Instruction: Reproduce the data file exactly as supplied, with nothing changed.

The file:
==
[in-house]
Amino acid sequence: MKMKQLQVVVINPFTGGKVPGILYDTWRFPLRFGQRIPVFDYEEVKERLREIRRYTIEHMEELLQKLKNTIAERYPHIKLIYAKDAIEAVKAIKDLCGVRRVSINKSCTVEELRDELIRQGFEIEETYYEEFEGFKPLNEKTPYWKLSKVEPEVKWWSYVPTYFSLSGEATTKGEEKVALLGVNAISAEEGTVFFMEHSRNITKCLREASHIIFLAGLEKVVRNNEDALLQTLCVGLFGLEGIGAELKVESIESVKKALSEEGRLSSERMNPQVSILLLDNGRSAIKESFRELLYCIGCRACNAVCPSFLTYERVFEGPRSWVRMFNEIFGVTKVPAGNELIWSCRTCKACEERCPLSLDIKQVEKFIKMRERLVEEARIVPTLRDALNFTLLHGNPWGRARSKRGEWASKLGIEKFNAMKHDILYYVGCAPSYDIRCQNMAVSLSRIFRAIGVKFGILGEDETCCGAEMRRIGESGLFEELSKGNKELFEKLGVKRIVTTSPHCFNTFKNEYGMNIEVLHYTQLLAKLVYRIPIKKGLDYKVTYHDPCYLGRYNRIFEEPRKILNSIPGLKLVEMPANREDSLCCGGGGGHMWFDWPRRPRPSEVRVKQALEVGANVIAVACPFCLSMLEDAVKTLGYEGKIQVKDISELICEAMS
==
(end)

[in-house]
Amino acid sequence: MKMKQLQVVVINPFTGGKVPGILYDTWRFPLRFGQRIPVFDYEEVKERLREIRRYTIEHMEELLQKLKNTIAERYPHIKLIYAKDAIEAVKAIKDLCGVRRVSINKSCTVEELRDELIRQGFEIEETYYEEFEGFKPLNEKTPYWKLSKVEPEVKWWSYVPTYFSLSGEATTKGEEKVALLGVNAISAEEGTVFFMEHSRNITKCLREASHIIFLAGLEKVVRNNEDALLQTLCVGLFGLEGIGAELKVESIESVKKALSEEGRLSSERMNPQVSILLLDNGRSAIKESFRELLYCIGCRACNAVCPSFLTYERVFEGPRSWVRMFNEIFGVTKVPAGNELIWSCRTCKACEERCPLSLDIKQVEKFIKMRERLVEEARIVPTLRDALNFTLLHGNPWGRARSKRGEWASKLGIEKFNAMKHDILYYVGCAPSYDIRCQNMAVSLSRIFRAIGVKFGILGEDETCCGAEMRRIGESGLFEELSKGNKELFEKLGVKRIVTTSPHCFNTFKNEYGMNIEVLHYTQLLAKLVYRIPIKKGLDYKVTYHDPCYLGRYNRIFEEPRKILNSIPGLKLVEMPANREDSLCCGGGGGHMWFDWPRRPRPSEVRVKQALEVGANVIAVACPFCLSMLEDAVKTLGYEGKIQVKDISELICEAMS